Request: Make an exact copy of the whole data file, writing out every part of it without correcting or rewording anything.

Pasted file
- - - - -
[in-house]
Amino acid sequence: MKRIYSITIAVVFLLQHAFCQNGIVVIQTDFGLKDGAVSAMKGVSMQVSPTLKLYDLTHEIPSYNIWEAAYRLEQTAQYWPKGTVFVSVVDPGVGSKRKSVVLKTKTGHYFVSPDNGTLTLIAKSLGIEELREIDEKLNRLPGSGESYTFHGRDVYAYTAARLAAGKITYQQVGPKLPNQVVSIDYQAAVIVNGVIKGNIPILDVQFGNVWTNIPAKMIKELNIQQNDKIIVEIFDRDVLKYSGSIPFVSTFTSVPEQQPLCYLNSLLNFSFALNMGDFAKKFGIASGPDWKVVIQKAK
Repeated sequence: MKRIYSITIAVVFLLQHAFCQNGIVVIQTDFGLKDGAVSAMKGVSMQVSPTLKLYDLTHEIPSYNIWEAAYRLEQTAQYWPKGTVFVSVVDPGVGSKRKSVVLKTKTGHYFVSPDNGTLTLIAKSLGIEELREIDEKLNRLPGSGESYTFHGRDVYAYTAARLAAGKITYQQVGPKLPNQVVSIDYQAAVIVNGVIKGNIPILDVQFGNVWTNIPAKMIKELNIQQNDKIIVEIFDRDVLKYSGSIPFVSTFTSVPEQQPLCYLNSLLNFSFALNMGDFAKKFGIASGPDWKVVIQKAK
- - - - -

[in-house]
Amino acid sequence: MKRIYSITIAVVFLLQHAFCQNGIVVIQTDFGLKDGAVSAMKGVSMQVSPTLKLYDLTHEIPSYNIWEAAYRLEQTAQYWPKGTVFVSVVDPGVGSKRKSVVLKTKTGHYFVSPDNGTLTLIAKSLGIEELREIDEKLNRLPGSGESYTFHGRDVYAYTAARLAAGKITYQQVGPKLPNQVVSIDYQAAVIVNGVIKGNIPILDVQFGNVWTNIPAKMIKELNIQQNDKIIVEIFDRDVLKYSGSIPFVSTFTSVPEQQPLCYLNSLLNFSFALNMGDFAKKFGIASGPDWKVVIQKAK
Repeated sequence: MKRIYSITIAVVFLLQHAFCQNGIVVIQTDFGLKDGAVSAMKGVSMQVSPTLKLYDLTHEIPSYNIWEAAYRLEQTAQYWPKGTVFVSVVDPGVGSKRKSVVLKTKTGHYFVSPDNGTLTLIAKSLGIEELREIDEKLNRLPGSGESYTFHGRDVYAYTAARLAAGKITYQQVGPKLPNQVVSIDYQAAVIVNGVIKGNIPILDVQFGNVWTNIPAKMIKELNIQQNDKIIVEIFDRDVLKYSGSIPFVSTFTSVPEQQPLCYLNSLLNFSFALNMGDFAKKFGIASGPDWKVVIQKAK